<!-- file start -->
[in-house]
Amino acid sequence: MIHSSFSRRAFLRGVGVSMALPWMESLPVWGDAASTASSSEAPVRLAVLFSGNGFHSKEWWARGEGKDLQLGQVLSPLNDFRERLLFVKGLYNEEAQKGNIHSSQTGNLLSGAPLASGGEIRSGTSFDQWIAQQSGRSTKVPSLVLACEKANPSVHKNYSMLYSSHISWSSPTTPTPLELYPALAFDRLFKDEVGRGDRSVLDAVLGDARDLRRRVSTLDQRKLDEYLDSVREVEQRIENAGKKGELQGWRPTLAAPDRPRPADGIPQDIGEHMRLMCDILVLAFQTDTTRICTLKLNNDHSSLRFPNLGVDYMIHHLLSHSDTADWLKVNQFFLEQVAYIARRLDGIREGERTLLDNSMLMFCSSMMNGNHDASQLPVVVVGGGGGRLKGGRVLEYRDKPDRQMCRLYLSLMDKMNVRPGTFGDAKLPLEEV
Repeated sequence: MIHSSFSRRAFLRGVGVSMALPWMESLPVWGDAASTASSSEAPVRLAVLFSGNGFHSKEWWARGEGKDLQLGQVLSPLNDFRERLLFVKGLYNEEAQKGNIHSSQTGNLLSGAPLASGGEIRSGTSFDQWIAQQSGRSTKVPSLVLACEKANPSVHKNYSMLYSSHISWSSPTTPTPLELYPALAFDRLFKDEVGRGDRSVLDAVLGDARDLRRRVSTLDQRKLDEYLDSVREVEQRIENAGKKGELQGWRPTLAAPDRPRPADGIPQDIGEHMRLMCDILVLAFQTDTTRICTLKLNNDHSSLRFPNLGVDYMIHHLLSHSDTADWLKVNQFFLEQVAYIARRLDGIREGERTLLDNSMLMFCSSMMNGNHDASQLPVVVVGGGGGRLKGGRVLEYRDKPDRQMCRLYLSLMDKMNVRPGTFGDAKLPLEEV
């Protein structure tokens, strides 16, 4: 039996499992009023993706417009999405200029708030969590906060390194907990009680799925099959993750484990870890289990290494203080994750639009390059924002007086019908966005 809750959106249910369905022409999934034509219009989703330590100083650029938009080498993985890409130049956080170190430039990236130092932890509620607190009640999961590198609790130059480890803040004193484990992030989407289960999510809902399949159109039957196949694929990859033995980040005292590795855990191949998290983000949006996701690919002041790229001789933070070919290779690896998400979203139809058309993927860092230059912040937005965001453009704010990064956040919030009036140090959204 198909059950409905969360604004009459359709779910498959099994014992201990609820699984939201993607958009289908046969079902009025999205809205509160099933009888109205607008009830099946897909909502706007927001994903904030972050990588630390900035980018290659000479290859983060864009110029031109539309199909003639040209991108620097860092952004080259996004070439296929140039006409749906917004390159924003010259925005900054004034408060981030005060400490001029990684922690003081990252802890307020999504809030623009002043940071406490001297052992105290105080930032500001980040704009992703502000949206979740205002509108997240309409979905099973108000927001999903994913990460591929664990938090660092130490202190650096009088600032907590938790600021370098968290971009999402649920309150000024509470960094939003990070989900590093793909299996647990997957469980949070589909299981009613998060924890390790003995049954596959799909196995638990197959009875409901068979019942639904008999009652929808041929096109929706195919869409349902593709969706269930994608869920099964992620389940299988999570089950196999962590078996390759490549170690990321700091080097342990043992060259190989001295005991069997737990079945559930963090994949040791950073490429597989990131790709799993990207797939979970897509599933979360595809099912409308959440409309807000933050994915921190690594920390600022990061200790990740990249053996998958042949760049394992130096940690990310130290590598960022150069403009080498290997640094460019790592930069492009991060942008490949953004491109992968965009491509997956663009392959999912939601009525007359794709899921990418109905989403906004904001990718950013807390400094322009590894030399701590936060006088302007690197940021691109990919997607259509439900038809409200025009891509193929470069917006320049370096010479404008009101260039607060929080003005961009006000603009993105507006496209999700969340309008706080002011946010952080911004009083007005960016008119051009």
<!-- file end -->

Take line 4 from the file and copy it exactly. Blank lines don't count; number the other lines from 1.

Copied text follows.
């Protein structure tokens, strides 16, 4: 039996499992009023993706417009999405200029708030969590906060390194907990009680799925099959993750484990870890289990290494203080994750639009390059924002007086019908966005 809750959106249910369905022409999934034509219009989703330590100083650029938009080498993985890409130049956080170190430039990236130092932890509620607190009640999961590198609790130059480890803040004193484990992030989407289960999510809902399949159109039957196949694929990859033995980040005292590795855990191949998290983000949006996701690919002041790229001789933070070919290779690896998400979203139809058309993927860092230059912040937005965001453009704010990064956040919030009036140090959204 198909059950409905969360604004009459359709779910498959099994014992201990609820699984939201993607958009289908046969079902009025999205809205509160099933009888109205607008009830099946897909909502706007927001994903904030972050990588630390900035980018290659000479290859983060864009110029031109539309199909003639040209991108620097860092952004080259996004070439296929140039006409749906917004390159924003010259925005900054004034408060981030005060400490001029990684922690003081990252802890307020999504809030623009002043940071406490001297052992105290105080930032500001980040704009992703502000949206979740205002509108997240309409979905099973108000927001999903994913990460591929664990938090660092130490202190650096009088600032907590938790600021370098968290971009999402649920309150000024509470960094939003990070989900590093793909299996647990997957469980949070589909299981009613998060924890390790003995049954596959799909196995638990197959009875409901068979019942639904008999009652929808041929096109929706195919869409349902593709969706269930994608869920099964992620389940299988999570089950196999962590078996390759490549170690990321700091080097342990043992060259190989001295005991069997737990079945559930963090994949040791950073490429597989990131790709799993990207797939979970897509599933979360595809099912409308959440409309807000933050994915921190690594920390600022990061200790990740990249053996998958042949760049394992130096940690990310130290590598960022150069403009080498290997640094460019790592930069492009991060942008490949953004491109992968965009491509997956663009392959999912939601009525007359794709899921990418109905989403906004904001990718950013807390400094322009590894030399701590936060006088302007690197940021691109990919997607259509439900038809409200025009891509193929470069917006320049370096010479404008009101260039607060929080003005961009006000603009993105507006496209999700969340309008706080002011946010952080911004009083007005960016008119051009």